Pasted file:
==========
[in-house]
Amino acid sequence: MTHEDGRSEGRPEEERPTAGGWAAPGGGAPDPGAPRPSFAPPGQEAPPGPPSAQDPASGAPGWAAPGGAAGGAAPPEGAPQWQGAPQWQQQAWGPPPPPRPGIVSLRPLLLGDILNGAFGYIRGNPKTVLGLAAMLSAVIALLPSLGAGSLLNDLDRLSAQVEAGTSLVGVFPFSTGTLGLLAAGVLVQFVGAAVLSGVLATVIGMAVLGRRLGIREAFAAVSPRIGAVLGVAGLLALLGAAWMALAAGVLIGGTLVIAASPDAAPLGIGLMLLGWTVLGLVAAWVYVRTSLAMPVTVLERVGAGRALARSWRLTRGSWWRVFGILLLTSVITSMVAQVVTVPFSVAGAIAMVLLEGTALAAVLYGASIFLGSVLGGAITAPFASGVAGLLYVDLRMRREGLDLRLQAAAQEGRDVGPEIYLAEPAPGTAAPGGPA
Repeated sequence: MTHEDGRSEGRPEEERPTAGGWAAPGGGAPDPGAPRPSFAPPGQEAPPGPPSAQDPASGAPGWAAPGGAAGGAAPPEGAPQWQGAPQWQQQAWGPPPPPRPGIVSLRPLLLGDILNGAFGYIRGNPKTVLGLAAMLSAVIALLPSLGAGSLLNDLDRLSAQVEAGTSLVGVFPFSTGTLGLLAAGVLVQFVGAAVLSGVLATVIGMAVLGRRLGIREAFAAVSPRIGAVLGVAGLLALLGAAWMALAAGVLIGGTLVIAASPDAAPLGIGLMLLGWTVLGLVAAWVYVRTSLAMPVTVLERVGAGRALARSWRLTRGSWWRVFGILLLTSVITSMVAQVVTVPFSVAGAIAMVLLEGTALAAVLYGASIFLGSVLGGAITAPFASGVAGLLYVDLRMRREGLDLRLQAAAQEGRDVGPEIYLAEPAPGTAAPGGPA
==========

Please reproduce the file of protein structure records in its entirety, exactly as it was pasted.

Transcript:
[in-house]
Amino acid sequence: MTHEDGRSEGRPEEERPTAGGWAAPGGGAPDPGAPRPSFAPPGQEAPPGPPSAQDPASGAPGWAAPGGAAGGAAPPEGAPQWQGAPQWQQQAWGPPPPPRPGIVSLRPLLLGDILNGAFGYIRGNPKTVLGLAAMLSAVIALLPSLGAGSLLNDLDRLSAQVEAGTSLVGVFPFSTGTLGLLAAGVLVQFVGAAVLSGVLATVIGMAVLGRRLGIREAFAAVSPRIGAVLGVAGLLALLGAAWMALAAGVLIGGTLVIAASPDAAPLGIGLMLLGWTVLGLVAAWVYVRTSLAMPVTVLERVGAGRALARSWRLTRGSWWRVFGILLLTSVITSMVAQVVTVPFSVAGAIAMVLLEGTALAAVLYGASIFLGSVLGGAITAPFASGVAGLLYVDLRMRREGLDLRLQAAAQEGRDVGPEIYLAEPAPGTAAPGGPA
Repeated sequence: MTHEDGRSEGRPEEERPTAGGWAAPGGGAPDPGAPRPSFAPPGQEAPPGPPSAQDPASGAPGWAAPGGAAGGAAPPEGAPQWQGAPQWQQQAWGPPPPPRPGIVSLRPLLLGDILNGAFGYIRGNPKTVLGLAAMLSAVIALLPSLGAGSLLNDLDRLSAQVEAGTSLVGVFPFSTGTLGLLAAGVLVQFVGAAVLSGVLATVIGMAVLGRRLGIREAFAAVSPRIGAVLGVAGLLALLGAAWMALAAGVLIGGTLVIAASPDAAPLGIGLMLLGWTVLGLVAAWVYVRTSLAMPVTVLERVGAGRALARSWRLTRGSWWRVFGILLLTSVITSMVAQVVTVPFSVAGAIAMVLLEGTALAAVLYGASIFLGSVLGGAITAPFASGVAGLLYVDLRMRREGLDLRLQAAAQEGRDVGPEIYLAEPAPGTAAPGGPA